MIT removed Russian oligarch Viktor Vekselberg from Corporation in April 2018

Decision followed Treasury Department adding Vekselberg to ‘specially designated nationals list’

Recent reports revealed that MIT removed Russian billionaire Viktor Vekselberg from the MIT Corporation shortly after the U.S. Department of the Treasury designated him as one of the entities responsible for advancing Russia’s “malign activities” globally.

Radio Free Europe and Radio Liberty first reported Vekselberg’s removal Tuesday.

“In April 2018, to comply with restrictions as a result of [the Treasury’s Office of Foreign Assets Control] adding Mr. Vekselberg to its specially designated nationals list, MIT suspended Mr. Vekselberg’s Corporation membership,” according to a statement sent by Kimberly Allen, MIT’s director of media relations, to The Tech.

Vekselberg joined the Corporation, MIT’s board of trustees, in 2010 and was re-elected in 2015.

He is president of the Skolkovo Foundation, which was tasked by the Russian government in 2010 with developing a new science and technology area in Skolkovo, a suburb of Moscow. A year later, MIT entered a $300 million collaboration with Skolkovo to create the Skolkovo Institute of Science and Technology (Skoltech), a research and entrepreneurship university.

“As Skoltech has matured, MIT’s engagement with it has decreased in intensity, but continues, principally in the form of collaborative research projects between MIT faculty and Skoltech faculty,” Allen’s statement said.

MIT’s current agreement with Skolkovo went into effect in February 2016 and expires in February 2019. Allen did not answer whether Vekselberg’s status would affect a decision to renew the collaboration, instead noting that any updates would likely be published to the MIT Skoltech program website.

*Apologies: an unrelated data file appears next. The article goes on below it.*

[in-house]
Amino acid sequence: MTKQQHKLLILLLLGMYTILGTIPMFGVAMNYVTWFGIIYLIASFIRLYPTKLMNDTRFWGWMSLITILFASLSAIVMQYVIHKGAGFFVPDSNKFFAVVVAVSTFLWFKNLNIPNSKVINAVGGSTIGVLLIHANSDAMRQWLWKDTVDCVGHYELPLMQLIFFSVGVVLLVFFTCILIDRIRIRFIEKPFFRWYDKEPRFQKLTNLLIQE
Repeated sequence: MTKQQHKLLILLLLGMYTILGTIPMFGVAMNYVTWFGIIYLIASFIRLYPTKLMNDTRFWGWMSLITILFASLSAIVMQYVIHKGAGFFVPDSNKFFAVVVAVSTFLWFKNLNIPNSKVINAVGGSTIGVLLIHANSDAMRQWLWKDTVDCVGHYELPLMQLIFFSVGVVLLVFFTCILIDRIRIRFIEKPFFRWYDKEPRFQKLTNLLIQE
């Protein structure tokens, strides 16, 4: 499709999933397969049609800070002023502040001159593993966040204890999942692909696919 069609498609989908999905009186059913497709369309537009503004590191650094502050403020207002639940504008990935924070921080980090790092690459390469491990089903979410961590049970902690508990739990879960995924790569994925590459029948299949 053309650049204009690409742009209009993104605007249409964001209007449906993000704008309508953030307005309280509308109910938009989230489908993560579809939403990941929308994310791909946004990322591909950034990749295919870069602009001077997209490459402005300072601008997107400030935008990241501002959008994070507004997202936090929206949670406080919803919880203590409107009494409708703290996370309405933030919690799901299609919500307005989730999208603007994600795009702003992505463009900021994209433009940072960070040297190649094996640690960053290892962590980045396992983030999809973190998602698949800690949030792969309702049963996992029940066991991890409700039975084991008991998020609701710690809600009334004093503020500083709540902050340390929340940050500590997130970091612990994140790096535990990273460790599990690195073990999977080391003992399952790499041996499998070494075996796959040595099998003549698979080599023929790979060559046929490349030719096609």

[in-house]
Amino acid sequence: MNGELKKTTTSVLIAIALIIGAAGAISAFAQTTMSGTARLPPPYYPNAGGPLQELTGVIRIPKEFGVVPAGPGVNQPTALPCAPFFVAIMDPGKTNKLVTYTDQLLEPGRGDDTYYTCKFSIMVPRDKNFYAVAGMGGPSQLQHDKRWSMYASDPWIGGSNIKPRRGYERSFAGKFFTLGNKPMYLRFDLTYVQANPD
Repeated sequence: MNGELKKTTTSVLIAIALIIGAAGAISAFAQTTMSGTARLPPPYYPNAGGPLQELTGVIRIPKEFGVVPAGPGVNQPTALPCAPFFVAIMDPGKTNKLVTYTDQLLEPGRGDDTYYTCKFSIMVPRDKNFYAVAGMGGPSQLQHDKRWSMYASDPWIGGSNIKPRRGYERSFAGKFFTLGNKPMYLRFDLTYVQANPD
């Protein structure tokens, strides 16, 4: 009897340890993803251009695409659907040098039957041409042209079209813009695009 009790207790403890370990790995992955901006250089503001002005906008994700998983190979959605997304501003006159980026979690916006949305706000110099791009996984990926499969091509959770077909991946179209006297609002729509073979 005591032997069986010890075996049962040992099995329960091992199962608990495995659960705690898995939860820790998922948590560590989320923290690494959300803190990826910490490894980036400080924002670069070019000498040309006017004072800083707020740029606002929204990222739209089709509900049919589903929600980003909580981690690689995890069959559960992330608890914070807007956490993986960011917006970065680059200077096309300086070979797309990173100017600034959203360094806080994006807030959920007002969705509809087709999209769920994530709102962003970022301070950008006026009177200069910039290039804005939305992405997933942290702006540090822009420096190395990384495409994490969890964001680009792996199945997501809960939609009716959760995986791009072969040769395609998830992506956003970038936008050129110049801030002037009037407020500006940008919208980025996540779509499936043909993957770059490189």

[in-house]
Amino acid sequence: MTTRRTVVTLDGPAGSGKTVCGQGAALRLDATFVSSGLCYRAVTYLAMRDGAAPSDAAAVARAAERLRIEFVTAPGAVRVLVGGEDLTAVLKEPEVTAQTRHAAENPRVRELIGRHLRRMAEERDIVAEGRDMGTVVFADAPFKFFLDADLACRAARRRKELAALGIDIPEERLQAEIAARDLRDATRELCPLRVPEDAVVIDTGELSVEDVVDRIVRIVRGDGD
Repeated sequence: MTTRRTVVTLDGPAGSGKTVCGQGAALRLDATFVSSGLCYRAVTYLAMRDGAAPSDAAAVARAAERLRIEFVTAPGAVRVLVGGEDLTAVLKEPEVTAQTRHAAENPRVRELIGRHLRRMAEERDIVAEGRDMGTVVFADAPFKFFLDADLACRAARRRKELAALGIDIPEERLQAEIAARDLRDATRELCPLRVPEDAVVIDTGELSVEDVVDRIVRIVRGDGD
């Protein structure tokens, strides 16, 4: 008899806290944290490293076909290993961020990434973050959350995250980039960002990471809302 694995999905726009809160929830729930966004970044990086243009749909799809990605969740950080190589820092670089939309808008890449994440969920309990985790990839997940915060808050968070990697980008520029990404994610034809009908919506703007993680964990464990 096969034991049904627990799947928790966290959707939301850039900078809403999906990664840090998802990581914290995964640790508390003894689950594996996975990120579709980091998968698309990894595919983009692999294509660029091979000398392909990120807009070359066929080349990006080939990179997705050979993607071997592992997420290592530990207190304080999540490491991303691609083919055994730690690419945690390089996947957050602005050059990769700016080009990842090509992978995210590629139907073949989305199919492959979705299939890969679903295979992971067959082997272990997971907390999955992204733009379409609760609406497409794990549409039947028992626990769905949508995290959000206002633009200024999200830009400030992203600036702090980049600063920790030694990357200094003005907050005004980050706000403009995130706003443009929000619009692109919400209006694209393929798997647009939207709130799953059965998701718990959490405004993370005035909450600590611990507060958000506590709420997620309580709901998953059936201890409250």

Vekselberg is also chairman of the Renova Group, an investment conglomerate, and in 2017 his charity of the same name announced a program to provide scholarships for Russian students to study at MIT.

No students at MIT are currently supported by Renova’s scholarship funding, Allen’s statement said. “[B]ut because the funds were donated to MIT prior to Renova being sanctioned, they remain available to provide financial support to undergraduate students from Russia.”

A total of seven Russian oligarchs, including Vekselberg, and 12 companies they own or control, including Renova, were designated by the U.S. Department of the Treasury, according to their press release April 6, 2018.

“The Russian government engages in a range of malign activity around the globe,” Treasury Secretary Steven Mnuchin said in the release. “Russian oligarchs and elites who profit from this corrupt system will no longer be insulated from the consequences of their government’s destabilizing activities.”

Vekselberg specifically was designated “for operating in the energy sector of the Russian Federation economy.” Russian prosecutors raided Renova’s offices in 2016 and arrested two associates for bribing officials, the release said.

Federal agents working with Special Counsel Robert Mueller also stopped Vekselberg in a New York-area airport in early 2018, searched his devices, and questioned him, according to coverage by The New York Times.